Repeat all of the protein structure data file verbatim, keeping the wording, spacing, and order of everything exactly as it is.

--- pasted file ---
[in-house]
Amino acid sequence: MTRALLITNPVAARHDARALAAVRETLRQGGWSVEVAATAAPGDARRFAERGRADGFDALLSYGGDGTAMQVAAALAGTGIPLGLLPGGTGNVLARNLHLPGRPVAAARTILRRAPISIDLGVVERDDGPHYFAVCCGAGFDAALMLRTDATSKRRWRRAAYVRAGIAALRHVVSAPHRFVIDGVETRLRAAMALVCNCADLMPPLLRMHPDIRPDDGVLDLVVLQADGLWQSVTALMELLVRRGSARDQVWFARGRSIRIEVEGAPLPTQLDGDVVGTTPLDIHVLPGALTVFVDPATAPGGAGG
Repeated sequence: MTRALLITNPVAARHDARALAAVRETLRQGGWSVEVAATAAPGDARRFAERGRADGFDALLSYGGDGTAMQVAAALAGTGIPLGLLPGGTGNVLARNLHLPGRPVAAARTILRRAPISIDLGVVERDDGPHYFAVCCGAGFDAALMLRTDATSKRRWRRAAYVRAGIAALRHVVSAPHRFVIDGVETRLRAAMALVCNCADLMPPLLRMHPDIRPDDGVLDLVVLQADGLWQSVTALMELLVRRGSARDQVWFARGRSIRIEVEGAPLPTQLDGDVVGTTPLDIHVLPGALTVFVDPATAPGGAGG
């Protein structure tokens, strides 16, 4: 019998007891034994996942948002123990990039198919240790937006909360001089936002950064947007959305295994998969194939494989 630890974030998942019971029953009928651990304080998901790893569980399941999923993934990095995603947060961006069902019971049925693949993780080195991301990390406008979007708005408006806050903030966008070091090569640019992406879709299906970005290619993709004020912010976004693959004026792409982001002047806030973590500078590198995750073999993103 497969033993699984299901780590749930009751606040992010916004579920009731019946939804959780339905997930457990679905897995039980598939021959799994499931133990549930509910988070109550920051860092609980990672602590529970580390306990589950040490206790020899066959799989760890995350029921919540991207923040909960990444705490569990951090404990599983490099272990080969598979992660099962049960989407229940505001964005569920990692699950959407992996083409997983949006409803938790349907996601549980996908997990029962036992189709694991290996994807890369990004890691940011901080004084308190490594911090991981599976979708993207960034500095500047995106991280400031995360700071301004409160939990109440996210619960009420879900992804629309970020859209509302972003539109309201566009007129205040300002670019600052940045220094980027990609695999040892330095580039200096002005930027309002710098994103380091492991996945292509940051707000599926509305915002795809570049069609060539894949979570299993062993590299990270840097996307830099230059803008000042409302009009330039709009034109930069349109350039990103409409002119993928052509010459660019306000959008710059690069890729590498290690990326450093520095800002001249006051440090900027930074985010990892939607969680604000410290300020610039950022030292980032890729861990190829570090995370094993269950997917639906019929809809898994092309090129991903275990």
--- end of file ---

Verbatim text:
[in-house]
Amino acid sequence: MTRALLITNPVAARHDARALAAVRETLRQGGWSVEVAATAAPGDARRFAERGRADGFDALLSYGGDGTAMQVAAALAGTGIPLGLLPGGTGNVLARNLHLPGRPVAAARTILRRAPISIDLGVVERDDGPHYFAVCCGAGFDAALMLRTDATSKRRWRRAAYVRAGIAALRHVVSAPHRFVIDGVETRLRAAMALVCNCADLMPPLLRMHPDIRPDDGVLDLVVLQADGLWQSVTALMELLVRRGSARDQVWFARGRSIRIEVEGAPLPTQLDGDVVGTTPLDIHVLPGALTVFVDPATAPGGAGG
Repeated sequence: MTRALLITNPVAARHDARALAAVRETLRQGGWSVEVAATAAPGDARRFAERGRADGFDALLSYGGDGTAMQVAAALAGTGIPLGLLPGGTGNVLARNLHLPGRPVAAARTILRRAPISIDLGVVERDDGPHYFAVCCGAGFDAALMLRTDATSKRRWRRAAYVRAGIAALRHVVSAPHRFVIDGVETRLRAAMALVCNCADLMPPLLRMHPDIRPDDGVLDLVVLQADGLWQSVTALMELLVRRGSARDQVWFARGRSIRIEVEGAPLPTQLDGDVVGTTPLDIHVLPGALTVFVDPATAPGGAGG
């Protein structure tokens, strides 16, 4: 019998007891034994996942948002123990990039198919240790937006909360001089936002950064947007959305295994998969194939494989 630890974030998942019971029953009928651990304080998901790893569980399941999923993934990095995603947060961006069902019971049925693949993780080195991301990390406008979007708005408006806050903030966008070091090569640019992406879709299906970005290619993709004020912010976004693959004026792409982001002047806030973590500078590198995750073999993103 497969033993699984299901780590749930009751606040992010916004579920009731019946939804959780339905997930457990679905897995039980598939021959799994499931133990549930509910988070109550920051860092609980990672602590529970580390306990589950040490206790020899066959799989760890995350029921919540991207923040909960990444705490569990951090404990599983490099272990080969598979992660099962049960989407229940505001964005569920990692699950959407992996083409997983949006409803938790349907996601549980996908997990029962036992189709694991290996994807890369990004890691940011901080004084308190490594911090991981599976979708993207960034500095500047995106991280400031995360700071301004409160939990109440996210619960009420879900992804629309970020859209509302972003539109309201566009007129205040300002670019600052940045220094980027990609695999040892330095580039200096002005930027309002710098994103380091492991996945292509940051707000599926509305915002795809570049069609060539894949979570299993062993590299990270840097996307830099230059803008000042409302009009330039709009034109930069349109350039990103409409002119993928052509010459660019306000959008710059690069890729590498290690990326450093520095800002001249006051440090900027930074985010990892939607969680604000410290300020610039950022030292980032890729861990190829570090995370094993269950997917639906019929809809898994092309090129991903275990």